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July 16, 2008

Remember Hispanics’ history

Plaudits to Monica Bustamante for her gutsy report in Lewis Diuguid’s column “Area Hispanics often live in a divided world” (6/25, Opinion) regarding the remnants of racial prejudice.

Mexican-Americans banished society’s past infractions to secluded recesses of the mind. Unwittingly, the memories surface.

Ms. Bustamante’s recounting of hurtful events reminds me of a 1960s confrontation. At a Catholic school in Argentine, a priest came thundering in to unseat my three young girls from the all-white catechism class and steered us to the door. At that time clergy required respect. I withheld an outburst of expletives. Our community was a reflection of society’s thoughtless supremacy.

Native-born, second-generation Mexican-Americans earned our first-class citizenship with blood, sweat and tears, in war and in peace. Our present generation, empowered with equal employment and educational opportunities, hastily scale to the mountaintop and unlimited success as envisioned by Martin Luther King, heroic leader in the struggle for civil rights and human dignity. Race riots awoke the conscience of a nation. Precious freedoms were unleashed for African-Americans, Mexican-Americans and all minority citizens.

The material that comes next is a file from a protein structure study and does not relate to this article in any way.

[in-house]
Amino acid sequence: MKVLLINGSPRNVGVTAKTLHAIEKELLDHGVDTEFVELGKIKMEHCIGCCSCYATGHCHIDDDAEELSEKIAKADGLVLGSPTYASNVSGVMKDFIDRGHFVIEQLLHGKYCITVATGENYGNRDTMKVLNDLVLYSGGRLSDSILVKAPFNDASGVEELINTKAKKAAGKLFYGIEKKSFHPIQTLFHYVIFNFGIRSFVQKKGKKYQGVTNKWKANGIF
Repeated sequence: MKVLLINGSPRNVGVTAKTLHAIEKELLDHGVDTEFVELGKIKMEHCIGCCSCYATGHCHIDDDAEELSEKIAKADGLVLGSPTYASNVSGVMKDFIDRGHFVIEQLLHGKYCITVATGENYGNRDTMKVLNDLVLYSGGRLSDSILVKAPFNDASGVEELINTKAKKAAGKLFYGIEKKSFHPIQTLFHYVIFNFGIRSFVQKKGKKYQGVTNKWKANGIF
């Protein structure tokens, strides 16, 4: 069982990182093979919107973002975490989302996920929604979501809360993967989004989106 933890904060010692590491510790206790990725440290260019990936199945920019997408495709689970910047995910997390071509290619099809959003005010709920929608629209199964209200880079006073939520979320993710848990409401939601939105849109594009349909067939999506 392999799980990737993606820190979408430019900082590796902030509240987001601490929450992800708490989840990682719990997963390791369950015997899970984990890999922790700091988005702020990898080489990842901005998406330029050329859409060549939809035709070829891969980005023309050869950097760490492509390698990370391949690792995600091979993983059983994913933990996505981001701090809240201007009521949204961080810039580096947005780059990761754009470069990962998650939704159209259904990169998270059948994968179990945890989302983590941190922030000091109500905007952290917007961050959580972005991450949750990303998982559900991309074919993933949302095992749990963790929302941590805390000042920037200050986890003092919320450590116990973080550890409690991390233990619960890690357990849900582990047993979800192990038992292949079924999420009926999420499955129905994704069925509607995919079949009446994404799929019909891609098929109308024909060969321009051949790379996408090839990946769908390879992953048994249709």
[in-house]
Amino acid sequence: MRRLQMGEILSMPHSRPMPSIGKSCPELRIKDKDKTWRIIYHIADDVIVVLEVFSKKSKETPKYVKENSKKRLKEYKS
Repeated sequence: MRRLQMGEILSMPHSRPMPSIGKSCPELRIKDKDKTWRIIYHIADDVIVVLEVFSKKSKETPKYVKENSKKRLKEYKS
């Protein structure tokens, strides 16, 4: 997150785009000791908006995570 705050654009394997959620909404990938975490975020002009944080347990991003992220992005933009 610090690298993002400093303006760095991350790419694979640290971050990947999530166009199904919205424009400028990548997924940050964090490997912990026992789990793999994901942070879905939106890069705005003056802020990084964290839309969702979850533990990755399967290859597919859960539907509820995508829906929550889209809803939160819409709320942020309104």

Sadly enough, Hispanic history is rarely documented. Our contributions and storied legacy of strife and survival will fade away like a dust storm in the wind.

Esperanza Amayo
Kansas City, Kan.



"Our present generation, empowered with equal employment and educational opportunities, hastily scale to the mountaintop and unlimited success."

No, actually, Esperanza, they don't. A smaller percentage of Latino boys and girls go to college than any other racial or ethnic group. If the explanation were simply discrimination, African Americans would be at the bottom. They're not. The numbers have been improving, but they're still dismal. The problem is particularly severe in California, with a huge Hispanic population, familes that have been in California for four centuries, and an educational system expressly designed from the beginning to be inclusive.

Worse, Mexico has begun the sharp drop in birth rates of a true post-agricultural society, the "demographic transition." Mexican-origin Hispanics have not. Something's desperately wrong here, and it's not for outsiders to fix the problem.

Pride in heritage is essential, but the change in cultural values that will bring the Mexican-American community respect is going to have to come from within itself.

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